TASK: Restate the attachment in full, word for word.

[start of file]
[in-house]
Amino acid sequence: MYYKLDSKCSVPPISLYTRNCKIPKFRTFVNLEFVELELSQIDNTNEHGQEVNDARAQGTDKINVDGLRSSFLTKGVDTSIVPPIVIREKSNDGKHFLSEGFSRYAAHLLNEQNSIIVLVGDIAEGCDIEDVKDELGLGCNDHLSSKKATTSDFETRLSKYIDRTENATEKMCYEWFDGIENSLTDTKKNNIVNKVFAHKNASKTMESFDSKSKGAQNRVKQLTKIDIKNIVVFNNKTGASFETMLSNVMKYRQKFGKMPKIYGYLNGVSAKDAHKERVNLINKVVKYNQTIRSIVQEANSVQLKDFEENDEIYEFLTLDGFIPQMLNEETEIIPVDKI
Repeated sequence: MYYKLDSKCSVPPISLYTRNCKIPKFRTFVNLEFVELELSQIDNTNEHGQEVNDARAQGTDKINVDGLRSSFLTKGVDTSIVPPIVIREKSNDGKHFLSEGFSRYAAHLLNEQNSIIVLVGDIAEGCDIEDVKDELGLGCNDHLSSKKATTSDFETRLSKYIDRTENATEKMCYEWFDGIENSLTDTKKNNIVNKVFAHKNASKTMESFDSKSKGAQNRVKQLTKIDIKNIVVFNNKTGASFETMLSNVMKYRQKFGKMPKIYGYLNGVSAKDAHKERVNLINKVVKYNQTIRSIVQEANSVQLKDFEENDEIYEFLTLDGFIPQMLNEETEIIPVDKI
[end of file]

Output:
[in-house]
Amino acid sequence: MYYKLDSKCSVPPISLYTRNCKIPKFRTFVNLEFVELELSQIDNTNEHGQEVNDARAQGTDKINVDGLRSSFLTKGVDTSIVPPIVIREKSNDGKHFLSEGFSRYAAHLLNEQNSIIVLVGDIAEGCDIEDVKDELGLGCNDHLSSKKATTSDFETRLSKYIDRTENATEKMCYEWFDGIENSLTDTKKNNIVNKVFAHKNASKTMESFDSKSKGAQNRVKQLTKIDIKNIVVFNNKTGASFETMLSNVMKYRQKFGKMPKIYGYLNGVSAKDAHKERVNLINKVVKYNQTIRSIVQEANSVQLKDFEENDEIYEFLTLDGFIPQMLNEETEIIPVDKI
Repeated sequence: MYYKLDSKCSVPPISLYTRNCKIPKFRTFVNLEFVELELSQIDNTNEHGQEVNDARAQGTDKINVDGLRSSFLTKGVDTSIVPPIVIREKSNDGKHFLSEGFSRYAAHLLNEQNSIIVLVGDIAEGCDIEDVKDELGLGCNDHLSSKKATTSDFETRLSKYIDRTENATEKMCYEWFDGIENSLTDTKKNNIVNKVFAHKNASKTMESFDSKSKGAQNRVKQLTKIDIKNIVVFNNKTGASFETMLSNVMKYRQKFGKMPKIYGYLNGVSAKDAHKERVNLINKVVKYNQTIRSIVQEANSVQLKDFEENDEIYEFLTLDGFIPQMLNEETEIIPVDKI